BBC NEWS Americas Africa Europe Middle East South Asia Asia Pacific Arabic Spanish Russian Chinese Welsh

 You are in: Business
Front Page 
UK Politics 
Market Data 
Your Money 
Business Basics 
Talking Point 
In Depth 

Commonwealth Games 2002

BBC Sport

BBC Weather

Wednesday, 31 October, 2001, 17:08 GMT
Irish airline unions attack government
Aer Lingus Boeing 737 300
Aer Lingus plans to sell two 737s to meet redundancy costs
Union leaders at Aer Lingus have called on Irish prime minister Bertie Ahern to make a stronger case to the EU to allow state aid for the stricken carrier.

US airlines have received aid which has placed Aer Lingus at a competitive disadvantage, given its reliance on the US market

John McDonell, SIPTU union

Aer Lingus is losing two million Irish pounds (1.56m) a day.

The state-owned airline has already announced plans to lay off 2,000 people and cut its flight operations by 25%.

But a state bail-out has been ruled out by the European Union, despite persistent lobbying from the Irish government.

EU rules prevent governments from subsidising companies they own, on competition grounds.

Help needed now

The Irish government said last week it was seeking a buyer for 35% of the company.

Irish Prime Minister Bertie Ahern
Ahern: under pressure
But without immediate help, unions warn, Aer Lingus will collapse.

Union officials will meet Aer Lingus chief executive Willie Walsh on Thursday to be briefed on the job cuts plan.

The airline is reportedly planning to sell two Boeing 737 jets to cover 40m redundancy costs.

Unions are concerned that sacked employees will be short-changed by the company, which had previously indicated it could not afford the redundancy bill.

More commitment

A delegation of union leaders is also due to meet Mr Ahern on Wednesday evening.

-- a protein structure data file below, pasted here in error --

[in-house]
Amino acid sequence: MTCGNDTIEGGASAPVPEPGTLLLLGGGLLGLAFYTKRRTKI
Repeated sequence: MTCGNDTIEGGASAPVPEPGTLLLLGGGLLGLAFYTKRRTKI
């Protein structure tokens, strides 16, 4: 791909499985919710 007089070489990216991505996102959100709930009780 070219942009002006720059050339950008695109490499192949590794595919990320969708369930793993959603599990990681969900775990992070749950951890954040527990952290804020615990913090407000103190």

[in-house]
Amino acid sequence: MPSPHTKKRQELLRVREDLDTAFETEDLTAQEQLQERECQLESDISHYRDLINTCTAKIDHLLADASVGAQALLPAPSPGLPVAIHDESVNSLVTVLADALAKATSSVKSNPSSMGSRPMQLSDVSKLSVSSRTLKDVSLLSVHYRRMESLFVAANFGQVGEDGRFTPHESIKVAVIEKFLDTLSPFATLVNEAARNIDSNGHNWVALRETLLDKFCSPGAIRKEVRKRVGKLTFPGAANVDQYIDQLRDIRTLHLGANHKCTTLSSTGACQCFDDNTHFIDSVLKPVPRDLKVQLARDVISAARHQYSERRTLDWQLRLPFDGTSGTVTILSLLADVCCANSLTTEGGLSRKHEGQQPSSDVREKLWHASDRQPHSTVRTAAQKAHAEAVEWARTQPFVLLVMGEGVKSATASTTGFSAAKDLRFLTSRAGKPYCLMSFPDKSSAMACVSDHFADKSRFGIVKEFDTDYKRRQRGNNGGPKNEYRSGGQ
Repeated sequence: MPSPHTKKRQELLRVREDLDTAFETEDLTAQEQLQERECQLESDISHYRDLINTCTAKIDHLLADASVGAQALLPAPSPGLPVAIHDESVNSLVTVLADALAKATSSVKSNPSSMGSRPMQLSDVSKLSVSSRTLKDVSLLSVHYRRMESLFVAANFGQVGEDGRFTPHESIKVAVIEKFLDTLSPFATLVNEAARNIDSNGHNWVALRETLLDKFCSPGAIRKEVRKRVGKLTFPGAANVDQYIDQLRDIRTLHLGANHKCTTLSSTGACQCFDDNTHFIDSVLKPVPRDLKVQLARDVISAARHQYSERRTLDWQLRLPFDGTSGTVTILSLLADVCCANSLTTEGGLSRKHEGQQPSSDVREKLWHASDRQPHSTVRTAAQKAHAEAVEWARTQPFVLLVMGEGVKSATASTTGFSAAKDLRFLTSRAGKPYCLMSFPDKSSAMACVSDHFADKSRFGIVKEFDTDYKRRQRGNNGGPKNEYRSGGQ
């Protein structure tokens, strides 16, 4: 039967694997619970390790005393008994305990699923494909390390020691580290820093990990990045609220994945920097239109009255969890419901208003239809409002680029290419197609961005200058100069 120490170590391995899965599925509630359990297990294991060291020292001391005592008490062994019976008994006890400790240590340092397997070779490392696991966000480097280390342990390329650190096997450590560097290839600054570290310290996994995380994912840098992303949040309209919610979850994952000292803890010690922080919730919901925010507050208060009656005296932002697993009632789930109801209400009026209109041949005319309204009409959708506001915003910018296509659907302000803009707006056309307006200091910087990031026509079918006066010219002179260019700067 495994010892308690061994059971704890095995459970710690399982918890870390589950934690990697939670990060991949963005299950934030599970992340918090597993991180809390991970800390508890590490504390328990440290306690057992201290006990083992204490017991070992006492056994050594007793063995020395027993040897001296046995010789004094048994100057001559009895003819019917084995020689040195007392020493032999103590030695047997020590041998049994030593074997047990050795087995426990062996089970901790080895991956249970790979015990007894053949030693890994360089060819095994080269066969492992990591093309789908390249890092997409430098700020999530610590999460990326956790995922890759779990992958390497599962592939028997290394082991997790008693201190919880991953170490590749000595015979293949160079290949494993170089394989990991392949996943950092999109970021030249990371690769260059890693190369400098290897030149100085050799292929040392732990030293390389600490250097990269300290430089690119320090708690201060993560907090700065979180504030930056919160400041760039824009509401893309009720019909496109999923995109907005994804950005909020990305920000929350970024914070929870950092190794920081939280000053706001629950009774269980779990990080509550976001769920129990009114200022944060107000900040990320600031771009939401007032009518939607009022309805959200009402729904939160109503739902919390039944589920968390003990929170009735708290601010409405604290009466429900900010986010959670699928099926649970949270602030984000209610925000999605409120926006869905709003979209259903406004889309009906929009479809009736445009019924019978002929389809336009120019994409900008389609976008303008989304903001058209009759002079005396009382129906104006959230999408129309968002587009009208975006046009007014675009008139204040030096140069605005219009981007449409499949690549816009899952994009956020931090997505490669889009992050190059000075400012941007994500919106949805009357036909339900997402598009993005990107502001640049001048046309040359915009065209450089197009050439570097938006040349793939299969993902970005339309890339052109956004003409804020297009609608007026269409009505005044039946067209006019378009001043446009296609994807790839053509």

The union bosses are expected to call for greater commitment to saving the airline, which employs 6,300 people.

John McDonnell, general secretary of Ireland's largest union SIPTU, said: "We need to resolve this situation in the next couple of weeks if the airline is to continue in existence."

Mr McDonnell said private investment was unlikely while the question of redundancy payments was hanging over the airline.

Strategic importance

"US airlines have received aid which has placed Aer Lingus at a competitive disadvantage, given its reliance on the US market," Mr McDonnell added.

He also stressed Aer Lingus' strategic importance to Ireland.

Aer Lingus relies heavily on transatlantic business but was already suffering a downturn in business before 11 September.

It has been locked in a fierce price war with low-cost rival Ryanair on European routes.

The Aer Lingus board is due to meet on Thursday.

The BBC's Elliott Gotkine
"The struggling Irish national airline... wants to shed nearly a third of its workforce"
See also:

10 Oct 01 | Business
Gloves off in Irish airline wars
29 Oct 01 | Business
Aer Lingus rescue efforts continue
16 Oct 01 | Business
Aer Lingus survival in doubt
Internet links:

The BBC is not responsible for the content of external internet sites

Links to more Business stories are at the foot of the page.

E-mail this story to a friend

Links to more Business stories